Prevalence, Nature, and Biopsychosocial Correlates of Sleep Disorders Among Children with Neurofibromatosis Type 1

Principal Investigator: PRIDE, NATALIE
Program: NFRP
Proposal Number: NF180054
Award Number: W81XWH-19-1-0254
Funding Mechanism: New Investigator Award - Early-Stage Investigator
Partnering Awards:
Award Amount: $471,197.00


Rational and Objectives of Proposed Research:

Persistent sleep loss or poor quality sleep can have profound effects on emotional state and behavior, cognitive function and performance at school, family cohesion, general quality of life, mental health, and physical well-being. Studies indicate that parents commonly report sleep difficulties in children with Neurofibromatosis type 1 (NF1), with the frequency of sleep disturbance estimated to be as high as 50%. We currently know very little about what is causing sleep disturbance in children with NF1, its impact on day-to-day functioning, or the sleep disorders to which children with NF1 are prone. Evidence from research involving animal models of NF1 suggest abnormalities in the biological processes involved with the sleep/wake cycle (i.e., circadian rhythms) may underlie these sleep problems. It is likely, however, that a range of biological, psychological, and environmental factors are influencing sleep in children with NF1.

The ultimate goal of our research is create a knowledge platform to enable optimal design of future intervention studies. For these studies to have the most meaningful clinical impact, we need to (1) have a better understanding of sleep and circadian rhythms and how they impact the day-to-day functioning of children with NF1 and (2) understand the underlying causes of sleep disturbance in these children. These objectives, which form our study aims, will enable future intervention studies to use appropriate and clinically relevant treatment targets, appropriate outcomes measures for measuring sleep, and will also guide the design of treatment interventions targeted at specific sleep disorders in NF1. More specifically, this study will be the first to characterize sleep disturbance in children with NF1 aged 6 to 12 years using objective measurement tools, comprehensive clinical assessment, and measurement of the sleep hormone, melatonin. We will also assess the frequency of sleep disorders in children with NF1. Our study design enables us to understand the biological and psychological processes contributing to poor sleep in these children. This is particularly important to establish so that appropriate treatments can be explored in future studies. Finally, this study will examine the negative consequences of poor sleep in NF1 with a specific focus on cognitive functions, behavior, academic skills, fatigue levels, and quality of life.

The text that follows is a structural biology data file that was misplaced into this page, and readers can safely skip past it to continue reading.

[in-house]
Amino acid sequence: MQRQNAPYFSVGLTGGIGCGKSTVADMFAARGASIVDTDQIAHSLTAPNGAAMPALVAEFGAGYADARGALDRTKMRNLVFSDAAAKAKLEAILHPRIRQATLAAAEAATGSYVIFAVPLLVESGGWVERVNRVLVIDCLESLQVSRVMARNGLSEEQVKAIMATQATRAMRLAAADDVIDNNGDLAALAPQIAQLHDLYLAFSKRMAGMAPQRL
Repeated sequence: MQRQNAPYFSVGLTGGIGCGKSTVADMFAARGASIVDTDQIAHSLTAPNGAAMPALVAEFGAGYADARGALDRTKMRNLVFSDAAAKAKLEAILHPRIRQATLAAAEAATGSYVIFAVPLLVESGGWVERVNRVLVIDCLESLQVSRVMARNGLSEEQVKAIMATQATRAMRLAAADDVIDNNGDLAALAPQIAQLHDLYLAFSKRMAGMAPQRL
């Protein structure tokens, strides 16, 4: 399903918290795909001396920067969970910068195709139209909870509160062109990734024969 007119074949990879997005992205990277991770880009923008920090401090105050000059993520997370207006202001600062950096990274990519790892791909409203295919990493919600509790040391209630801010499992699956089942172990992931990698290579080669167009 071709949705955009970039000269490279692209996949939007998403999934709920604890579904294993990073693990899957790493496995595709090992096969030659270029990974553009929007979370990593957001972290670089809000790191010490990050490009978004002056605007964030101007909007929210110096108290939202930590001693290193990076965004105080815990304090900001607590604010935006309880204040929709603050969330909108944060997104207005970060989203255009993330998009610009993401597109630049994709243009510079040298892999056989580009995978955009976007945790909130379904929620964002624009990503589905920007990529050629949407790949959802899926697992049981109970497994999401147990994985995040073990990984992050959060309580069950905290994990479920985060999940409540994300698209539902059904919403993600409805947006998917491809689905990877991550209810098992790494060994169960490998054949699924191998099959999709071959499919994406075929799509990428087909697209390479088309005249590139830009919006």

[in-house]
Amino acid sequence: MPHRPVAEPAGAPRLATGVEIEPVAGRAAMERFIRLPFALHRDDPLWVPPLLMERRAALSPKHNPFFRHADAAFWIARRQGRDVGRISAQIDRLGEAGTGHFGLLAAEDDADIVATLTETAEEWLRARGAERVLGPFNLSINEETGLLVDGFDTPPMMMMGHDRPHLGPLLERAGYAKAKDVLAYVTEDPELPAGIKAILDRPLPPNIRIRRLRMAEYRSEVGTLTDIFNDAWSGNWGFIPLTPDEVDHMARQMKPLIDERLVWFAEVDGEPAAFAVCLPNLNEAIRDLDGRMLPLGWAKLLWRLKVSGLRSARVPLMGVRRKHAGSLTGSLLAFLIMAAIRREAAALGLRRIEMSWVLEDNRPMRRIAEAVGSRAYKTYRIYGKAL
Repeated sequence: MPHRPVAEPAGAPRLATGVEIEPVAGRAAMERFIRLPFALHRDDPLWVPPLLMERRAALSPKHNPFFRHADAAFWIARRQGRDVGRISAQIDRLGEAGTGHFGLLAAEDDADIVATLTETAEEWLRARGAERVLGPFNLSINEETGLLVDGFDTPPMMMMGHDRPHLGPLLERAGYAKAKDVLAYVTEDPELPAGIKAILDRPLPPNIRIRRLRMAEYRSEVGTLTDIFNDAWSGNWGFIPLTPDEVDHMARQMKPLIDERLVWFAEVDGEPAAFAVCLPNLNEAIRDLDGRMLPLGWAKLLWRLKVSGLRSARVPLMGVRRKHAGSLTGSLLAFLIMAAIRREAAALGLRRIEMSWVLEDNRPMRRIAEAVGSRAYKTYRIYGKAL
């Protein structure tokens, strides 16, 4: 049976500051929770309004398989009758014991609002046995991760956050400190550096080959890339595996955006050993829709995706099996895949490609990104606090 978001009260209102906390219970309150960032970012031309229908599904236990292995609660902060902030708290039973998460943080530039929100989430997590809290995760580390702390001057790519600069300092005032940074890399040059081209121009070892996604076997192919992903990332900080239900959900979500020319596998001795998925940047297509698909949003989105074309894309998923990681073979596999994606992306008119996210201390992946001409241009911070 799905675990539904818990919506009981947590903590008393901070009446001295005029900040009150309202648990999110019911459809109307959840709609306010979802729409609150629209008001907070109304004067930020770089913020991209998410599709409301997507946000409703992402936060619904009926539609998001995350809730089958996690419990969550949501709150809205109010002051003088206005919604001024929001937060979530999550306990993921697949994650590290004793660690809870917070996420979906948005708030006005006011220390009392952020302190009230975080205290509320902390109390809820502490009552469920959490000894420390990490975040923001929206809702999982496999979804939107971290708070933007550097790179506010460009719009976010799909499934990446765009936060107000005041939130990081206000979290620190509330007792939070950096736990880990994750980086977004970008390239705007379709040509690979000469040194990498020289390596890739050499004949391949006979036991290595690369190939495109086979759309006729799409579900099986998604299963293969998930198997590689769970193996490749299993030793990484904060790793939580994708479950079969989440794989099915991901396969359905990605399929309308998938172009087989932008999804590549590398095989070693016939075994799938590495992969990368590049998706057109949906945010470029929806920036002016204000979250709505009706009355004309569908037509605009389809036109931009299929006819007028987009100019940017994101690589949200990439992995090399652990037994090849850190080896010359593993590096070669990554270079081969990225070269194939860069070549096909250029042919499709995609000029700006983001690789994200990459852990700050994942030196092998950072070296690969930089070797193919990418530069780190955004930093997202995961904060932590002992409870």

Ultimate Applicability and Contributions of Proposed Research:

This study addresses a critical need in the NF1 community and will result in advances in NF1 research and patient care. It will guide future patient management and health surveillance programs for sleep disturbance in children with NF1 by identifying (1) the types of sleep problems and sleep disorders these children are most prone to, (2) the potential risk factors, and (3) the potential negative consequences on the child’s learning, behavior, and cognitive functioning. Health professionals need to be alert to sleep problems and the potential effect they may have on the day-to-day functioning of children with NF1 so that sleep interventions and appropriate screening and referrals are put in place in the management plans of children with NF1. Results from this study will be critical for establishing guidelines for screening and management of sleep disturbance in children with NF1. Accurate identification and diagnosis of sleep difficulties in NF1 is vital to improve both short- and long-term health outcomes.

This study will also enable the identification of treatment targets for future interventions by investigating the contribution of biological, psychological, and environmental factors to sleep disturbance in children with NF1. This study will also enable us to classify children with NF1 into subgroups based on a specific sleep disorder diagnosis, thus guiding the selection of appropriate interventions for future intervention studies. Identification of the sleep disorder, rather than just the sleep problem, is essential because the choice of treatment needs to be based on the individual’s sleep disorder, not simply the presenting symptoms. Different approaches to treatment would be required for these various underlying causes. Within this context, there are a range of pharmacological and non-pharmacological interventions for various sleep disorders that have had proven success in children. Successful treatment of sleep disturbance in NF1 has the potential to improve a child’s cognitive, academic, and daily functioning.

This study will also provide important methods of objectively measuring sleep disturbance that impacts functional outcomes. Such measures may ultimately measure treatment outcome in future intervention trials that target sleep in NF1. Patient-related outcomes from this study will be significant, meaningful, and achievable within the timeframe of this award: 3 years.